The CalDigit Thunderbolt Station 2: Solid Design, Stable Performance, Great Price

Posted by Jim Tanous on February 17, 2015
caldigit thunderbolt station 2 macbook pro

Four years into Thunderbolt’s commercial availability, consumers and manufacturers are certain of one thing: Thunderbolt is hard. The exciting technology that Apple and Intel unleashed upon the world in February 2011 has seen its share of obstacles, and manufacturers continue to have difficulty producing stable products, especially when it comes to multifunction docking stations. Many of the docking stations that hit the market in the first few years were underwhelming and plagued with bugs. Others have been delayed repeatedly after making big promises about their capabilities. But one company has thus far proven that it can master Thunderbolt: CalDigit.

The California-based company specializes in high-end storage devices and accessories, and we’ve reviewed several of their Thunderbolt-based products in the past few years. CalDigit’s first Thunderbolt dock, the CalDigit Thunderbolt Station, emerged as our favorite dock of the first generation of products. It offered a compact and attractive design with a decent selection of expansion ports. Most important of all, however, the dock was stable, and didn’t present the random disconnects or system freezes that we saw with just about every other Thunderbolt dock available at the time.

But that was more than a year ago, and the introduction of Thunderbolt 2 called for an industry-wide product refresh. To answer that call, CalDigit has recently released its Thunderbolt Station 2, a dock with an entirely new design, more ports, and support for 4K displays thanks to the higher bandwidth afforded by Thunderbolt 2.

Despite our positive experiences with CalDigit in the past, we’re wary of Thunderbolt docks in general, and so we’ve carefully tested the CalDigit Thunderbolt Station 2 in a variety of configurations over the past few weeks. We’re happy to report that, just like its predecessor, the CalDigit Thunderbolt Station 2 performed as expected. Read on for the details.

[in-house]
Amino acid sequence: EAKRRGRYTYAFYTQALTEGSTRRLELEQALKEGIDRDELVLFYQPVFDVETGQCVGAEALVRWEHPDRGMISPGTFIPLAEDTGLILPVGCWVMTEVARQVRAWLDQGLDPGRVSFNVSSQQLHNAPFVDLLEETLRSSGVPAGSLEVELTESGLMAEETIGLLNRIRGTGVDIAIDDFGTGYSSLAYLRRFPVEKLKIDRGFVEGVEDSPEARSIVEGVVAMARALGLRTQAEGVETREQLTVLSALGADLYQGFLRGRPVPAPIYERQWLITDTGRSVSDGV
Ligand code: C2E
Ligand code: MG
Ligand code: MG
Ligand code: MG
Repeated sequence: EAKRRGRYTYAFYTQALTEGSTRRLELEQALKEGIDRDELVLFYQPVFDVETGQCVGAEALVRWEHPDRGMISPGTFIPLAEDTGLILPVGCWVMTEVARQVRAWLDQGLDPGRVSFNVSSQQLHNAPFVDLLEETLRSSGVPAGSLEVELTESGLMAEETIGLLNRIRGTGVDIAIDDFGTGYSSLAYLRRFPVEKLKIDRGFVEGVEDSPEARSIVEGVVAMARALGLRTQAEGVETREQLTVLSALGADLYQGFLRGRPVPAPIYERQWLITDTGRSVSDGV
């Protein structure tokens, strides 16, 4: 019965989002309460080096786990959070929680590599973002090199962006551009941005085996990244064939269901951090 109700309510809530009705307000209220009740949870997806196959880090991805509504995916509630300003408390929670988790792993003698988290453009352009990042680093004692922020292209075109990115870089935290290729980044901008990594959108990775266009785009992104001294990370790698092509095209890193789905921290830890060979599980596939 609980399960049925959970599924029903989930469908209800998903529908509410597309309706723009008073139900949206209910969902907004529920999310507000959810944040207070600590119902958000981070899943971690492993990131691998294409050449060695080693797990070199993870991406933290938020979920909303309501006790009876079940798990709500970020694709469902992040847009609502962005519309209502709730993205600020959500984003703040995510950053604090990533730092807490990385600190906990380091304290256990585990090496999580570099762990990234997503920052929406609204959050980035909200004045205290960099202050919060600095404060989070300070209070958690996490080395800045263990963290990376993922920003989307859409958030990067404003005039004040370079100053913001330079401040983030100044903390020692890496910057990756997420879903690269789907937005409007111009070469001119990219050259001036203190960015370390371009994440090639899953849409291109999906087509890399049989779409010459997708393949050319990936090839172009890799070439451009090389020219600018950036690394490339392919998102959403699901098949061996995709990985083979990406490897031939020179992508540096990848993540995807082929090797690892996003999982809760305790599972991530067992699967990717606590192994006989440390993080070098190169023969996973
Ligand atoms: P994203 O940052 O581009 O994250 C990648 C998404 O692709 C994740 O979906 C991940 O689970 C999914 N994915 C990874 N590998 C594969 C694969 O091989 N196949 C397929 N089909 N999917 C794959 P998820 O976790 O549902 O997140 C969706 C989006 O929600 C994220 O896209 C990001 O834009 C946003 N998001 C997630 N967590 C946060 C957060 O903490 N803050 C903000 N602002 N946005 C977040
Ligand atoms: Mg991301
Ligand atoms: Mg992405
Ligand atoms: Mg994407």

Design & Specifications

The CalDigit Thunderbolt Station 2 comes neatly packaged in a small form-fitting box. As has become standard practice in the Thunderbolt market, the device is packaged without a Thunderbolt cable. All you’ll find inside is the dock itself and a power adapter. Fortunately, that’s all you’ll need if you have a spare Thunderbolt cable; there are no drivers or utilities to install for basic functionality. We tested the Thunderbolt Station 2 on OS X 10.10.2 and it worked right out of the box.

caldigit thunderbolt station 2 box

The Thunderbolt Station 2 is small – at just 5.2 inches tall, 3.8 inches deep, and 1.7 inches wide – but it weighs in at about 1.3 pounds, giving it a deceptively solid and high quality feel. The entire chassis is designed from polished aluminum that looks and feels great. Its “Titanium Gray” color clashes a bit with the lighter shade of iMacs and MacBooks, but compares nicely to the reflective black coating of the 2013 Mac Pro.

caldigit thunderbolt station 2 mac pro

The sides and top of the Thunderbolt Station 2 are designed as heatsinks for the fanless chassis, and do a solid job of keeping the device well within a comfortable temperature range. The bottom of the dock has a rubber pad to keep it positioned firmly on your desk, but the Thunderbolt Station 2 can also be used on its side for a lower profile setup. For this configuration, CalDigit includes removable rubber feet strips that snap on to the heatsink ridges

caldigit thunderbolt station 2 horizontal

While it doesn’t have every port on our wish list, the CalDigit Thunderbolt Station 2 offers a good selection that improves on its predecessor and should cover the needs of most users. Ports include:

3 x USB 3.0 (5Gb/s, 1 front and 2 rear)
2 x eSATA (6Gb/s)
2 x Thunderbolt 2
1 x Gigabit Ethernet
1 x HDMI (1.4b)
1 x microphone in
1 x headphone out

caldigit thunderbolt station 2 ports back

There’s no power switch or other controls; when connected to a computer via Thunderbolt, a blue light will activate on the front of the dock and power and data will begin flowing to the various ports. One exception to this is the front USB 3.0 port. As long as the dock is connected to its power adapter, the front USB port will always supply power to a connected device, letting you keep your iPhones, iPads, eReaders, and other UBS-powered devices fully charged, even when your Mac isn’t connected to the dock.

Next on Page 2: Using the Thunderbolt Station 2

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